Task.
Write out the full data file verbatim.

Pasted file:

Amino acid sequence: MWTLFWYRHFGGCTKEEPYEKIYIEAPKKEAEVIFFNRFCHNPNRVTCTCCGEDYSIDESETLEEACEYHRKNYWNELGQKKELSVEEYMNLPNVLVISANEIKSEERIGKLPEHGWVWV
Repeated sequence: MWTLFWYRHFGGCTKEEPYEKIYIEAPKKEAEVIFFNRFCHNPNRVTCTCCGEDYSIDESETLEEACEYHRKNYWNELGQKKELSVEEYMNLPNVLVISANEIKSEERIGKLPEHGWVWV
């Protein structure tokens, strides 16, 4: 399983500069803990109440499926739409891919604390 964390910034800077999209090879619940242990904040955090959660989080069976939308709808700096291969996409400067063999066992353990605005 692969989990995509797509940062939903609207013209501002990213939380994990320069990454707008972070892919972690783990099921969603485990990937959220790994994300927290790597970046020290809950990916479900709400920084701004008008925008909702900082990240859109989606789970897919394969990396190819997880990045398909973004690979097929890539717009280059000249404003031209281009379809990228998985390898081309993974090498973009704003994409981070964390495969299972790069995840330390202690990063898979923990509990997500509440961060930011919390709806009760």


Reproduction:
Amino acid sequence: MWTLFWYRHFGGCTKEEPYEKIYIEAPKKEAEVIFFNRFCHNPNRVTCTCCGEDYSIDESETLEEACEYHRKNYWNELGQKKELSVEEYMNLPNVLVISANEIKSEERIGKLPEHGWVWV
Repeated sequence: MWTLFWYRHFGGCTKEEPYEKIYIEAPKKEAEVIFFNRFCHNPNRVTCTCCGEDYSIDESETLEEACEYHRKNYWNELGQKKELSVEEYMNLPNVLVISANEIKSEERIGKLPEHGWVWV
């Protein structure tokens, strides 16, 4: 399983500069803990109440499926739409891919604390 964390910034800077999209090879619940242990904040955090959660989080069976939308709808700096291969996409400067063999066992353990605005 692969989990995509797509940062939903609207013209501002990213939380994990320069990454707008972070892919972690783990099921969603485990990937959220790994994300927290790597970046020290809950990916479900709400920084701004008008925008909702900082990240859109989606789970897919394969990396190819997880990045398909973004690979097929890539717009280059000249404003031209281009379809990228998985390898081309993974090498973009704003994409981070964390495969299972790069995840330390202690990063898979923990509990997500509440961060930011919390709806009760």